Almost every spring portions of our front yard are covered with red clover. The clover blooms about the same time as the milkweed plants start growing, and until recent years large numbers of monarch butterflies on one of their migration routes up from Mexico, would descend on the yard to feast on the clover nectar and lay eggs on the milkweed.
This year, the red clover bloomed, the milkweed grew -- but I haven't seen a single monarch. Every year over the past ten or so years they have been fewer and fewer. The honey bees are fewer and fewer also. Last year I had to hand pollinate most of my vegetable garden plants to get a fruit set. When I see the lawn spray trucks all over the neighborhood I just want to scream!
Now the clover has all set seed, and I'm harvesting the seed for next year.
I cut whole seed heads and plunk them in a paper sack, that I will fold over and staple and label. Some time between November and February, on a nice day where rain is expected later that day or the next, I strew them out all over the yard, walking over where they fall so they make some contact with the soil. And maybe next spring there will be monarchs.
Thursday, May 16, 2013
I can't believe I've left so many weeks slip by without blogging. In my defense, we have had many days of heavy rains and a record late freeze that have left my garden bedraggled and gasping and not very photogenic. And on the days when the weather has been good and the garden inviting -- well, I've been working hard playing catch up on all the garden jobs, trying to get the creeping charlie under control (grr), and getting the vegetable garden in, while trying to control my Annual Spring Horrid Rash that I get every year (chickweed poultices and washes with chamomile tea seem to work about as well as anything the doctor has ever prescribed -- I don't know if any treatments actually ever work, or if the Horrid Rash simply runs its course each time and eventually recedes).
With our crazy spring weather and the total lack of a spring garden, I have been relying on the "weeds" in our yard (along with the remnants of my very successful winter garden -- swiss chard is still going strong, although the kale and collards all bolted and played out, as did the winter lettuce). One weed I like to use a lot in salads is violet -- which grows profusely in the shady areas of our yard. Both the leaves and flowers are a great addition to salads.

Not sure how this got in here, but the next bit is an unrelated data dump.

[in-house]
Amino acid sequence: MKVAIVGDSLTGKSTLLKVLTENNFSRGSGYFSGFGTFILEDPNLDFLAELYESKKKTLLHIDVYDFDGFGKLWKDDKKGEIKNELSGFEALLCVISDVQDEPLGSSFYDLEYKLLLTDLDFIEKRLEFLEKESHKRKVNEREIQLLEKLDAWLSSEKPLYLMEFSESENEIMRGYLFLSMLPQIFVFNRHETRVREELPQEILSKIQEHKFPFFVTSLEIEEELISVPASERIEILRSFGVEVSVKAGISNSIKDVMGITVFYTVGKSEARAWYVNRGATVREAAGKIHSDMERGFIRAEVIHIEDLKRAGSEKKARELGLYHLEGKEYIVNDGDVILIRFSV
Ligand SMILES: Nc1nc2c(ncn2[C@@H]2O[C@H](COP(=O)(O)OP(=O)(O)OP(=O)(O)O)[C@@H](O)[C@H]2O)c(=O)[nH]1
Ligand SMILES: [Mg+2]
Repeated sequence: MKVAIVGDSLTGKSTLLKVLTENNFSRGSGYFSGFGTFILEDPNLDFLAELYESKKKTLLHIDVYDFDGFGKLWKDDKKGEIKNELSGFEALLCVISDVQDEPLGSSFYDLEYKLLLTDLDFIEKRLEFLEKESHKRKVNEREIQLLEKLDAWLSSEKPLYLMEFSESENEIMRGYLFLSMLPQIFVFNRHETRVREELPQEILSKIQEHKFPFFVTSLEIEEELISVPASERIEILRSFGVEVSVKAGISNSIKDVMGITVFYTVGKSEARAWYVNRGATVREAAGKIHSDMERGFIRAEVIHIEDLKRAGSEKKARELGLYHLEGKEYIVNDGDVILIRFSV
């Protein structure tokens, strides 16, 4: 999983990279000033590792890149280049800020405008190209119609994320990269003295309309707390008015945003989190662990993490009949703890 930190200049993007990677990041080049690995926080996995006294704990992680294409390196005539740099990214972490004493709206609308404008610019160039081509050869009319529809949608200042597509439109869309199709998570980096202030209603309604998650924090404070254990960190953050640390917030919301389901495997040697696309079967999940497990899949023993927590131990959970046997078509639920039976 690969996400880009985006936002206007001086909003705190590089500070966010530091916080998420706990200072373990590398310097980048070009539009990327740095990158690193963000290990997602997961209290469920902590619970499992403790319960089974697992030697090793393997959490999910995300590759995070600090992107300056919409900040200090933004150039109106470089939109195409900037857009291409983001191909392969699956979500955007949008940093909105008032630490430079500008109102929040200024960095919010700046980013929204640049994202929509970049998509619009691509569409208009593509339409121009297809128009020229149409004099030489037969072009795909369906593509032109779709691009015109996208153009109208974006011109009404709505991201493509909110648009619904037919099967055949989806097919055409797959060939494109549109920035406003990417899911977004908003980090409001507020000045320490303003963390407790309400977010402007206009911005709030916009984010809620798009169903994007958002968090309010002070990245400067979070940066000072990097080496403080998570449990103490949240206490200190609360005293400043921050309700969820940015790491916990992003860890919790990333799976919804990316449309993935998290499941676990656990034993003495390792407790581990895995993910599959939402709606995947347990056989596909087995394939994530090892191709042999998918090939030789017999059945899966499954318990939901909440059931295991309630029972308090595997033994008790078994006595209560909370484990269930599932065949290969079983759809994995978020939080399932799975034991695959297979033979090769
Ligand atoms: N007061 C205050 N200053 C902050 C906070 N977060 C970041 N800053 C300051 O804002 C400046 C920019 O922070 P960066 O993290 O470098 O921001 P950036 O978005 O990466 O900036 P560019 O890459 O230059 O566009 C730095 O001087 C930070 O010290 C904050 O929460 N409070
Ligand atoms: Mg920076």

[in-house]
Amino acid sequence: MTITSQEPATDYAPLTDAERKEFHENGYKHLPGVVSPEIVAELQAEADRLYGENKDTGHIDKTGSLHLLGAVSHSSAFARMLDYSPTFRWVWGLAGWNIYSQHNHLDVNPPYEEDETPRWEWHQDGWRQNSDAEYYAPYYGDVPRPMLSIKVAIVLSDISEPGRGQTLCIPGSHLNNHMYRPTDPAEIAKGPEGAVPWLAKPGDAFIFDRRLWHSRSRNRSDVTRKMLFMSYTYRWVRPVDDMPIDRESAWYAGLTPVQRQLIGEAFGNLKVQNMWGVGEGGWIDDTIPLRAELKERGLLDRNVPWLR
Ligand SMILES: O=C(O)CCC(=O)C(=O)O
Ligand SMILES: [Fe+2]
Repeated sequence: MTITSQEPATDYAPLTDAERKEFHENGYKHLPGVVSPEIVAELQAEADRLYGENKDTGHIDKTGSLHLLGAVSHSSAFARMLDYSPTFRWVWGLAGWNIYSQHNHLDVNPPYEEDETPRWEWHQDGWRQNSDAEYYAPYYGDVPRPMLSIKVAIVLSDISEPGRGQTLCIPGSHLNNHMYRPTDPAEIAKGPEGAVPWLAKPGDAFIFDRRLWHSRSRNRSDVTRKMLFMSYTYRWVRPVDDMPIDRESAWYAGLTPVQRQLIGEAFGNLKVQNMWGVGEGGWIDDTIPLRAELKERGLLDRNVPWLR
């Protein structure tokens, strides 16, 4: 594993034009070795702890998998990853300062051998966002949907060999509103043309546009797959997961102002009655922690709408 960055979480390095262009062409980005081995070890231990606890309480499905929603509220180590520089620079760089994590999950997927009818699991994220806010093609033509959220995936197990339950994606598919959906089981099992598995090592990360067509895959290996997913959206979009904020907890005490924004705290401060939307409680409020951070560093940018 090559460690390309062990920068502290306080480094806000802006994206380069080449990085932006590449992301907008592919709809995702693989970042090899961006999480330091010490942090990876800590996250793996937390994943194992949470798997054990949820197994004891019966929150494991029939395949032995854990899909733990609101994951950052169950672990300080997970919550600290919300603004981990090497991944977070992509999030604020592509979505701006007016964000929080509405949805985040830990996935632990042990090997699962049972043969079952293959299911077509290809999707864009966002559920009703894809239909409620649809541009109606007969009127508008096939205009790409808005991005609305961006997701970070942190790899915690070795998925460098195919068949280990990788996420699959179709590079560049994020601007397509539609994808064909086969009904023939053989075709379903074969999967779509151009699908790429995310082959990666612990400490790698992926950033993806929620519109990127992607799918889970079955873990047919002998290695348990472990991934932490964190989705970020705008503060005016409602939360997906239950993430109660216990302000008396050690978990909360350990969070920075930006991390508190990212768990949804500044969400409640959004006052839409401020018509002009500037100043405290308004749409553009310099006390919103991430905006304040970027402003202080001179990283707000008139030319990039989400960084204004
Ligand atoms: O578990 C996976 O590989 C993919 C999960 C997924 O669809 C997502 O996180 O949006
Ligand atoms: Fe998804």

Here are some snips from around my yard that I add to salads: red veined sorrel (a perennial), chives, chive blossoms, pansies, lemon balm, red and pink clover, and some violets are in there, too.
A few weeks ago I made violet syrup with the violets in the first picture.
Fill a mason jar about half way with violets, then fill the jar half way with warm water and let steep over night in the fridge, to make a violet "tea" or infusion.
Strain out the violet blossoms. You can see below that the "tea" has a little bit of color to it.
Boil the violet water (this was about 1 cup) with one cup of sugar to make a syrup.
For dinner I made oat and apple pancakes, garnished with flowers, and served with dried tomato chicken sausages. The syrup was wonderful with it.
Violets are a good source of vitamin C, and pure violet syrup makes a healthy (as in healthier than artificial pancake syrup) and economical alternative to pure maple syrup.
linked to various blog hops, including Sunny Simple Monday